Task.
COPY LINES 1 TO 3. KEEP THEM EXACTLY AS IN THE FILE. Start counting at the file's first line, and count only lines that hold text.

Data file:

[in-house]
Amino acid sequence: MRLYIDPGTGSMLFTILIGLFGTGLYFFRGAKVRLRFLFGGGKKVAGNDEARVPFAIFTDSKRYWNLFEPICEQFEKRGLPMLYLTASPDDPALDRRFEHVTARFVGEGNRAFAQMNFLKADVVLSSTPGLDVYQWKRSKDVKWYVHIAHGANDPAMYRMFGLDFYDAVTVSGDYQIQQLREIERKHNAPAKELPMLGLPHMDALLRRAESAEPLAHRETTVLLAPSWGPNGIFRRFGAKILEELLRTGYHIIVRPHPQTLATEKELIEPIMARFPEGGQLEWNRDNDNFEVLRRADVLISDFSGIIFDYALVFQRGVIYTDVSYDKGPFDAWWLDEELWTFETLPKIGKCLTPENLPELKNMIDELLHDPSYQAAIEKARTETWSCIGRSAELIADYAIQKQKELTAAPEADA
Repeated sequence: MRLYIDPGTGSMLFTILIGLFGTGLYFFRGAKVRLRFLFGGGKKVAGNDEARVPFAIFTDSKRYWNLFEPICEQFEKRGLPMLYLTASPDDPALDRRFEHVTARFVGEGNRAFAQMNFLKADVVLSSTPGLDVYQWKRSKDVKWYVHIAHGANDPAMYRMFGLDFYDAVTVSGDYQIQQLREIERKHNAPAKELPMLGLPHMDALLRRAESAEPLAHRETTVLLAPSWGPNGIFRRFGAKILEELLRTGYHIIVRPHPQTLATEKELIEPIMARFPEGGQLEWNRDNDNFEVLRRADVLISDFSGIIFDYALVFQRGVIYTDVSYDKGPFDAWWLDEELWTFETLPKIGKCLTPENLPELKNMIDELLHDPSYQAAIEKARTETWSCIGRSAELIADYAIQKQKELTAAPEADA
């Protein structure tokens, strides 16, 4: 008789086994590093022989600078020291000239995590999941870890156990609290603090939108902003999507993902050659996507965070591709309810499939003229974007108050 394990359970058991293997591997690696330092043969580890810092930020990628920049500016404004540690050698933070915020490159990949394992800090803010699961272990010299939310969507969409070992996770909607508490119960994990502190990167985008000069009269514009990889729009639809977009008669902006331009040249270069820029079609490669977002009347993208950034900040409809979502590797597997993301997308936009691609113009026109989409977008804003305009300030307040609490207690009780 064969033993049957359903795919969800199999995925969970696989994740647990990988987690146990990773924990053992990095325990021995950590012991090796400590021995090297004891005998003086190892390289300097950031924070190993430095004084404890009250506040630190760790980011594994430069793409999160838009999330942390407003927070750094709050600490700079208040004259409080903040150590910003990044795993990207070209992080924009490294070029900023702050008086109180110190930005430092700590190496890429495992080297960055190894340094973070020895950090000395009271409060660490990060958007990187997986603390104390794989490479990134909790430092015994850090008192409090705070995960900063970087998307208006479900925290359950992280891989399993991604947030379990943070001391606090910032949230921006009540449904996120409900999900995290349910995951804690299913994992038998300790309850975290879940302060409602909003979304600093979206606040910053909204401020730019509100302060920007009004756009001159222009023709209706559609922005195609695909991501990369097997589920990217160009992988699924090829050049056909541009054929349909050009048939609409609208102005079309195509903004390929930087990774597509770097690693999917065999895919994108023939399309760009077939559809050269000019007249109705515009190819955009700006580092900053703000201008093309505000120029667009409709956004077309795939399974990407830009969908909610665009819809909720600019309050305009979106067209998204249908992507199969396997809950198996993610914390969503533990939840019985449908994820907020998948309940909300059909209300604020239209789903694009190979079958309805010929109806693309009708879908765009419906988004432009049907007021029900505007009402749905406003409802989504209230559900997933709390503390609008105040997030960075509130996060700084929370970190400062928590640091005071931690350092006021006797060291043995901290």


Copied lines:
[in-house]
Amino acid sequence: MRLYIDPGTGSMLFTILIGLFGTGLYFFRGAKVRLRFLFGGGKKVAGNDEARVPFAIFTDSKRYWNLFEPICEQFEKRGLPMLYLTASPDDPALDRRFEHVTARFVGEGNRAFAQMNFLKADVVLSSTPGLDVYQWKRSKDVKWYVHIAHGANDPAMYRMFGLDFYDAVTVSGDYQIQQLREIERKHNAPAKELPMLGLPHMDALLRRAESAEPLAHRETTVLLAPSWGPNGIFRRFGAKILEELLRTGYHIIVRPHPQTLATEKELIEPIMARFPEGGQLEWNRDNDNFEVLRRADVLISDFSGIIFDYALVFQRGVIYTDVSYDKGPFDAWWLDEELWTFETLPKIGKCLTPENLPELKNMIDELLHDPSYQAAIEKARTETWSCIGRSAELIADYAIQKQKELTAAPEADA
Repeated sequence: MRLYIDPGTGSMLFTILIGLFGTGLYFFRGAKVRLRFLFGGGKKVAGNDEARVPFAIFTDSKRYWNLFEPICEQFEKRGLPMLYLTASPDDPALDRRFEHVTARFVGEGNRAFAQMNFLKADVVLSSTPGLDVYQWKRSKDVKWYVHIAHGANDPAMYRMFGLDFYDAVTVSGDYQIQQLREIERKHNAPAKELPMLGLPHMDALLRRAESAEPLAHRETTVLLAPSWGPNGIFRRFGAKILEELLRTGYHIIVRPHPQTLATEKELIEPIMARFPEGGQLEWNRDNDNFEVLRRADVLISDFSGIIFDYALVFQRGVIYTDVSYDKGPFDAWWLDEELWTFETLPKIGKCLTPENLPELKNMIDELLHDPSYQAAIEKARTETWSCIGRSAELIADYAIQKQKELTAAPEADA